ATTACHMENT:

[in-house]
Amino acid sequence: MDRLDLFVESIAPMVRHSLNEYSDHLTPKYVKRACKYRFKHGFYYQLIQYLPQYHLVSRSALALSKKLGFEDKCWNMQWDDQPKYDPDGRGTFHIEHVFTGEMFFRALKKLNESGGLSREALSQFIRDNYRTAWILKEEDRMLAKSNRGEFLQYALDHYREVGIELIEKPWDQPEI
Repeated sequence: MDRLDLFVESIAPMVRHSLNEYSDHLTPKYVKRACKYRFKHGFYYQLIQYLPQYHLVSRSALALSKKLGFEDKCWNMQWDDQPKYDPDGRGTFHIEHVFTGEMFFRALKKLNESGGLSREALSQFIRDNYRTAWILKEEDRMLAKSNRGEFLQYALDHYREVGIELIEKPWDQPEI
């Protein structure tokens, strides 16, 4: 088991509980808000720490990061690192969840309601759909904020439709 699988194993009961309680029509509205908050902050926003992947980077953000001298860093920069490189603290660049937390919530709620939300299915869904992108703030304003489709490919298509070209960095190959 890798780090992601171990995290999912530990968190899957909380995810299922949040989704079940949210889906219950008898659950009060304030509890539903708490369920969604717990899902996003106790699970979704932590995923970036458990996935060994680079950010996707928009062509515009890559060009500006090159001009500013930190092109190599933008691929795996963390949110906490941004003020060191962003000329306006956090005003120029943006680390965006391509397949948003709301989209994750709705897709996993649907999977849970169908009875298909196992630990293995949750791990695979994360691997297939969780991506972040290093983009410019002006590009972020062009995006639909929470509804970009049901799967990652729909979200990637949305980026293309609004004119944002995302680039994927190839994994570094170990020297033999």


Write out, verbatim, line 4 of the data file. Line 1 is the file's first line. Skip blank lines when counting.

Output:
């Protein structure tokens, strides 16, 4: 088991509980808000720490990061690192969840309601759909904020439709 699988194993009961309680029509509205908050902050926003992947980077953000001298860093920069490189603290660049937390919530709620939300299915869904992108703030304003489709490919298509070209960095190959 890798780090992601171990995290999912530990968190899957909380995810299922949040989704079940949210889906219950008898659950009060304030509890539903708490369920969604717990899902996003106790699970979704932590995923970036458990996935060994680079950010996707928009062509515009890559060009500006090159001009500013930190092109190599933008691929795996963390949110906490941004003020060191962003000329306006956090005003120029943006680390965006391509397949948003709301989209994750709705897709996993649907999977849970169908009875298909196992630990293995949750791990695979994360691997297939969780991506972040290093983009410019002006590009972020062009995006639909929470509804970009049901799967990652729909979200990637949305980026293309609004004119944002995302680039994927190839994994570094170990020297033999």